2017-2018 USAP Field Season
The role of glacial history on the structure and functioning of ecological communities in the Shackleton Glacier region of the Transantarctic Mountains
Dr. Byron J Adams
Brigham Young University
Supporting Stations: McMurdo Station
The goal of this project is to comprehensively characterize the functional, taxonomic, biotic, and abiotic drivers of soil ecosystems in the context of their response to deglaciation since the last glacial maximum (LGM). The researchers hypothesize that there will be patterns of community structure, such as diversity and function, which are independent of local heterogeneity. Researchers anticipate that these patterns will exist across a wide range of environmental variables and spatial scales such as the local, landscape, and regional scales, and that the patterns are correlated with time since the LGM. This correlation would be evident in variables such as the soil age and the sample position with respect to the LGM elevation, which varies by location between approximately 2456 meters above sea level (ASL) near the polar plateau to 1100 meters ASL near the base.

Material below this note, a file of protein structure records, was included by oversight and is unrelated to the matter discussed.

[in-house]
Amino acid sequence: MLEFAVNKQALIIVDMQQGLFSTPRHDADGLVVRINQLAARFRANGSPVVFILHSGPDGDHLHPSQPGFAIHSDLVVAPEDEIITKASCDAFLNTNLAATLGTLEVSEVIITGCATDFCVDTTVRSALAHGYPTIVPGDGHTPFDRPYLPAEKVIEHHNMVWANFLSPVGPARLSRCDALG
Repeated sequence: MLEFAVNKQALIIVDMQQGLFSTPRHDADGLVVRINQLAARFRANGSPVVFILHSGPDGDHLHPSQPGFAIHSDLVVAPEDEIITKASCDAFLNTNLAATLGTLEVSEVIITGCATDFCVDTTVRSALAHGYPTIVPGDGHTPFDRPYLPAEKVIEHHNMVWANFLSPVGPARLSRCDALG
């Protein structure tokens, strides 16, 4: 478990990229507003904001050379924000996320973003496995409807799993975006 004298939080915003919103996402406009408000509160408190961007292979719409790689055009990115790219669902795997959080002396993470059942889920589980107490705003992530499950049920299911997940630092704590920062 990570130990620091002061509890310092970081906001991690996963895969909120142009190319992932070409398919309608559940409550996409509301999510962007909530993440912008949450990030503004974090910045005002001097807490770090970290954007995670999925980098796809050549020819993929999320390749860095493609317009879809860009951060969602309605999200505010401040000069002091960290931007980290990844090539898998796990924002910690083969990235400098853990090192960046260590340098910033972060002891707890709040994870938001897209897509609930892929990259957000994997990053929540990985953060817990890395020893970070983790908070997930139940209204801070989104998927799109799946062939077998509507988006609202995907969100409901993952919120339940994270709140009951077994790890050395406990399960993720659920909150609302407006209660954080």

Field Season Overview
Seven project participants, including six scientists and one ASC mountaineer, will reside at Shackleton Camp for approximately two weeks, and will make day trips by helicopter to collect soil samples from nine features in the area. The team will collect samples at two sites on each feature from both above and below the last glacial maximum (LGM) elevation to characterize the drivers of these soil ecosystems in the context of their response to deglaciation. Each sampling area covers approximately 100 square meters.
Deploying Team Members